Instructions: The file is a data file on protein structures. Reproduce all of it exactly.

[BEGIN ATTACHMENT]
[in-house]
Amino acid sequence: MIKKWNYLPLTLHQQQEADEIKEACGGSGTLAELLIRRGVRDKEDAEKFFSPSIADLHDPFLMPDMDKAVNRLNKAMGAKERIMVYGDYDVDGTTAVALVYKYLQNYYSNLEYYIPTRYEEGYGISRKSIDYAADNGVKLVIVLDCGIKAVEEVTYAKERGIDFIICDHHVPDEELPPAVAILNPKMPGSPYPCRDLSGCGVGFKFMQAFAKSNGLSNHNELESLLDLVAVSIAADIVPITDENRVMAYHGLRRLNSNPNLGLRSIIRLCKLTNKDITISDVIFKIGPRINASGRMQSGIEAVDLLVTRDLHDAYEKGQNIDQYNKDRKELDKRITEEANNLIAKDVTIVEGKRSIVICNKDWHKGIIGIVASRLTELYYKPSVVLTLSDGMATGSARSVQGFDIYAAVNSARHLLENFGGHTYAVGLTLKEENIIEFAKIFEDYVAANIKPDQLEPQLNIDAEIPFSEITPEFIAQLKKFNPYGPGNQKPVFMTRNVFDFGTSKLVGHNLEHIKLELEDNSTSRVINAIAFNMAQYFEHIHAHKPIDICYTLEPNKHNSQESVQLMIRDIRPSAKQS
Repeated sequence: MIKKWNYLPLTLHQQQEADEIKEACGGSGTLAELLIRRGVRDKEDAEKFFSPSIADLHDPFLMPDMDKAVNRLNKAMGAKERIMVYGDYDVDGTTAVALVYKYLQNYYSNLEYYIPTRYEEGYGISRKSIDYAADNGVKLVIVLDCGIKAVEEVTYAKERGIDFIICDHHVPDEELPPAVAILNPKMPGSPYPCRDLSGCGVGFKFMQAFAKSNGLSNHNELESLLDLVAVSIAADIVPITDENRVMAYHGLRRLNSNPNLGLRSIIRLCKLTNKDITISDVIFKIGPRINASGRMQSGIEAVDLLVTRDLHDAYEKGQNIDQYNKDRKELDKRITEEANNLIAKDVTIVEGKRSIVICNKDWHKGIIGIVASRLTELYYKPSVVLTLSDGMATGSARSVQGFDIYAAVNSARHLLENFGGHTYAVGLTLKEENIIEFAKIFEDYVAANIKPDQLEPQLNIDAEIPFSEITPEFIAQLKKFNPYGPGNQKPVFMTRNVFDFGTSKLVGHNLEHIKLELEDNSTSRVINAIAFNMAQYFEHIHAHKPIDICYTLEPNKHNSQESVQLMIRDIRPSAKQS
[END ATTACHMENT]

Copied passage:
[in-house]
Amino acid sequence: MIKKWNYLPLTLHQQQEADEIKEACGGSGTLAELLIRRGVRDKEDAEKFFSPSIADLHDPFLMPDMDKAVNRLNKAMGAKERIMVYGDYDVDGTTAVALVYKYLQNYYSNLEYYIPTRYEEGYGISRKSIDYAADNGVKLVIVLDCGIKAVEEVTYAKERGIDFIICDHHVPDEELPPAVAILNPKMPGSPYPCRDLSGCGVGFKFMQAFAKSNGLSNHNELESLLDLVAVSIAADIVPITDENRVMAYHGLRRLNSNPNLGLRSIIRLCKLTNKDITISDVIFKIGPRINASGRMQSGIEAVDLLVTRDLHDAYEKGQNIDQYNKDRKELDKRITEEANNLIAKDVTIVEGKRSIVICNKDWHKGIIGIVASRLTELYYKPSVVLTLSDGMATGSARSVQGFDIYAAVNSARHLLENFGGHTYAVGLTLKEENIIEFAKIFEDYVAANIKPDQLEPQLNIDAEIPFSEITPEFIAQLKKFNPYGPGNQKPVFMTRNVFDFGTSKLVGHNLEHIKLELEDNSTSRVINAIAFNMAQYFEHIHAHKPIDICYTLEPNKHNSQESVQLMIRDIRPSAKQS
Repeated sequence: MIKKWNYLPLTLHQQQEADEIKEACGGSGTLAELLIRRGVRDKEDAEKFFSPSIADLHDPFLMPDMDKAVNRLNKAMGAKERIMVYGDYDVDGTTAVALVYKYLQNYYSNLEYYIPTRYEEGYGISRKSIDYAADNGVKLVIVLDCGIKAVEEVTYAKERGIDFIICDHHVPDEELPPAVAILNPKMPGSPYPCRDLSGCGVGFKFMQAFAKSNGLSNHNELESLLDLVAVSIAADIVPITDENRVMAYHGLRRLNSNPNLGLRSIIRLCKLTNKDITISDVIFKIGPRINASGRMQSGIEAVDLLVTRDLHDAYEKGQNIDQYNKDRKELDKRITEEANNLIAKDVTIVEGKRSIVICNKDWHKGIIGIVASRLTELYYKPSVVLTLSDGMATGSARSVQGFDIYAAVNSARHLLENFGGHTYAVGLTLKEENIIEFAKIFEDYVAANIKPDQLEPQLNIDAEIPFSEITPEFIAQLKKFNPYGPGNQKPVFMTRNVFDFGTSKLVGHNLEHIKLELEDNSTSRVINAIAFNMAQYFEHIHAHKPIDICYTLEPNKHNSQESVQLMIRDIRPSAKQS